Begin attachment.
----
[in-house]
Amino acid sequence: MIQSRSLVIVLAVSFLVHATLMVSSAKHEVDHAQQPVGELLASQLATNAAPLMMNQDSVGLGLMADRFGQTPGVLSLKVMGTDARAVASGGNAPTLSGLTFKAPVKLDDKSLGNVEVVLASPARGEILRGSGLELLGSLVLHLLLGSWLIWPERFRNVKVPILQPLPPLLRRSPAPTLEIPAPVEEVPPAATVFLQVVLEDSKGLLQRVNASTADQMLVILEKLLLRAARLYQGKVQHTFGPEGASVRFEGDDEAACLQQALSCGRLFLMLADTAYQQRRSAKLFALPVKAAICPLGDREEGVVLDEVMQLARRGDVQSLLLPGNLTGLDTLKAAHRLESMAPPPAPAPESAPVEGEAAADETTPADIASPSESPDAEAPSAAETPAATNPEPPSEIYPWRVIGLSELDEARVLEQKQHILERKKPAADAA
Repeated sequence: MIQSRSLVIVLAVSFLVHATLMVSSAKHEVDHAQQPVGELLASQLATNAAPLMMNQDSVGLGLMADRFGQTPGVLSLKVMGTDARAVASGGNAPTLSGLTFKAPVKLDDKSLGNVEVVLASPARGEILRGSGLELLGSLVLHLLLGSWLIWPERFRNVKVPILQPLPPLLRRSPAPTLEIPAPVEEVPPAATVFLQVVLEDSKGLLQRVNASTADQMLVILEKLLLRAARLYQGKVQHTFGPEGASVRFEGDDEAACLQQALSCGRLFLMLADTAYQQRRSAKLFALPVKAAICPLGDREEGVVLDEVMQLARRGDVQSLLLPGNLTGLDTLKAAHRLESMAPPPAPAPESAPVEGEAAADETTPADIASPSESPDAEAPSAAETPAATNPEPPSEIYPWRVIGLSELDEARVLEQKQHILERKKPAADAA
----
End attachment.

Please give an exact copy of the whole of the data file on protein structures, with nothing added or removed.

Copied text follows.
[in-house]
Amino acid sequence: MIQSRSLVIVLAVSFLVHATLMVSSAKHEVDHAQQPVGELLASQLATNAAPLMMNQDSVGLGLMADRFGQTPGVLSLKVMGTDARAVASGGNAPTLSGLTFKAPVKLDDKSLGNVEVVLASPARGEILRGSGLELLGSLVLHLLLGSWLIWPERFRNVKVPILQPLPPLLRRSPAPTLEIPAPVEEVPPAATVFLQVVLEDSKGLLQRVNASTADQMLVILEKLLLRAARLYQGKVQHTFGPEGASVRFEGDDEAACLQQALSCGRLFLMLADTAYQQRRSAKLFALPVKAAICPLGDREEGVVLDEVMQLARRGDVQSLLLPGNLTGLDTLKAAHRLESMAPPPAPAPESAPVEGEAAADETTPADIASPSESPDAEAPSAAETPAATNPEPPSEIYPWRVIGLSELDEARVLEQKQHILERKKPAADAA
Repeated sequence: MIQSRSLVIVLAVSFLVHATLMVSSAKHEVDHAQQPVGELLASQLATNAAPLMMNQDSVGLGLMADRFGQTPGVLSLKVMGTDARAVASGGNAPTLSGLTFKAPVKLDDKSLGNVEVVLASPARGEILRGSGLELLGSLVLHLLLGSWLIWPERFRNVKVPILQPLPPLLRRSPAPTLEIPAPVEEVPPAATVFLQVVLEDSKGLLQRVNASTADQMLVILEKLLLRAARLYQGKVQHTFGPEGASVRFEGDDEAACLQQALSCGRLFLMLADTAYQQRRSAKLFALPVKAAICPLGDREEGVVLDEVMQLARRGDVQSLLLPGNLTGLDTLKAAHRLESMAPPPAPAPESAPVEGEAAADETTPADIASPSESPDAEAPSAAETPAATNPEPPSEIYPWRVIGLSELDEARVLEQKQHILERKKPAADAA